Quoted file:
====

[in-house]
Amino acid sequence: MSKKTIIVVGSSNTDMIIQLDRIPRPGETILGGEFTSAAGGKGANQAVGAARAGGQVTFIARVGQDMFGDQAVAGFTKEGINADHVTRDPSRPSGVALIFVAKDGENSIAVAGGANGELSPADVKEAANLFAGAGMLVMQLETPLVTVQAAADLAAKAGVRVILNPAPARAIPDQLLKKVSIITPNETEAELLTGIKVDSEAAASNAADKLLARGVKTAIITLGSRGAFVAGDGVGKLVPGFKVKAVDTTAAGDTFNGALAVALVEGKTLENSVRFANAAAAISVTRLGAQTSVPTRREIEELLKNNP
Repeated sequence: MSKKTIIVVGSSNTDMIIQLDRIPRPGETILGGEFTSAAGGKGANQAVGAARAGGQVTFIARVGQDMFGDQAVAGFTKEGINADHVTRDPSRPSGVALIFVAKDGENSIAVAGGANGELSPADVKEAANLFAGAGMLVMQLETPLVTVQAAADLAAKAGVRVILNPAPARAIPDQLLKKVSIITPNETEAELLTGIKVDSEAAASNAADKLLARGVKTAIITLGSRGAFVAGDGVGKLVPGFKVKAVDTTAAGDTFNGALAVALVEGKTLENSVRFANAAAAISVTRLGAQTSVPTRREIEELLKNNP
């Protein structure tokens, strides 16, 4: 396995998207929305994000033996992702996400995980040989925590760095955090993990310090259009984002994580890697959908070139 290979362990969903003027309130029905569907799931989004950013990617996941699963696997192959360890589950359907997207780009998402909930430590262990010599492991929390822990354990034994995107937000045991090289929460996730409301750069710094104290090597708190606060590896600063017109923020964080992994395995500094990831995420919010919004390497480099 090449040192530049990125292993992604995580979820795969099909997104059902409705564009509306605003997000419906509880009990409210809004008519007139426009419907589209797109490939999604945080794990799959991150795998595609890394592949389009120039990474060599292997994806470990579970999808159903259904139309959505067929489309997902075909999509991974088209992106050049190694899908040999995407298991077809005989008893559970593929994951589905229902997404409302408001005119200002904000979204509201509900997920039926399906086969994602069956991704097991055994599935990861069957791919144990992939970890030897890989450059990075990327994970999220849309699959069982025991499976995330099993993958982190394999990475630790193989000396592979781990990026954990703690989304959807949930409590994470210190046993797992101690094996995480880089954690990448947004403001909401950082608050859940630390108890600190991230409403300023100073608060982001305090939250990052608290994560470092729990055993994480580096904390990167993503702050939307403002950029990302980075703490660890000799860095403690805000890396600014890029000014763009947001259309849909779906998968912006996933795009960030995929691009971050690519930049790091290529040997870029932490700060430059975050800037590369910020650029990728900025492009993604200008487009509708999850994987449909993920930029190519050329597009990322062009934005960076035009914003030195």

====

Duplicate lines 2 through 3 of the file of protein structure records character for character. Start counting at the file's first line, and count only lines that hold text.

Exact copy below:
Amino acid sequence: MSKKTIIVVGSSNTDMIIQLDRIPRPGETILGGEFTSAAGGKGANQAVGAARAGGQVTFIARVGQDMFGDQAVAGFTKEGINADHVTRDPSRPSGVALIFVAKDGENSIAVAGGANGELSPADVKEAANLFAGAGMLVMQLETPLVTVQAAADLAAKAGVRVILNPAPARAIPDQLLKKVSIITPNETEAELLTGIKVDSEAAASNAADKLLARGVKTAIITLGSRGAFVAGDGVGKLVPGFKVKAVDTTAAGDTFNGALAVALVEGKTLENSVRFANAAAAISVTRLGAQTSVPTRREIEELLKNNP
Repeated sequence: MSKKTIIVVGSSNTDMIIQLDRIPRPGETILGGEFTSAAGGKGANQAVGAARAGGQVTFIARVGQDMFGDQAVAGFTKEGINADHVTRDPSRPSGVALIFVAKDGENSIAVAGGANGELSPADVKEAANLFAGAGMLVMQLETPLVTVQAAADLAAKAGVRVILNPAPARAIPDQLLKKVSIITPNETEAELLTGIKVDSEAAASNAADKLLARGVKTAIITLGSRGAFVAGDGVGKLVPGFKVKAVDTTAAGDTFNGALAVALVEGKTLENSVRFANAAAAISVTRLGAQTSVPTRREIEELLKNNP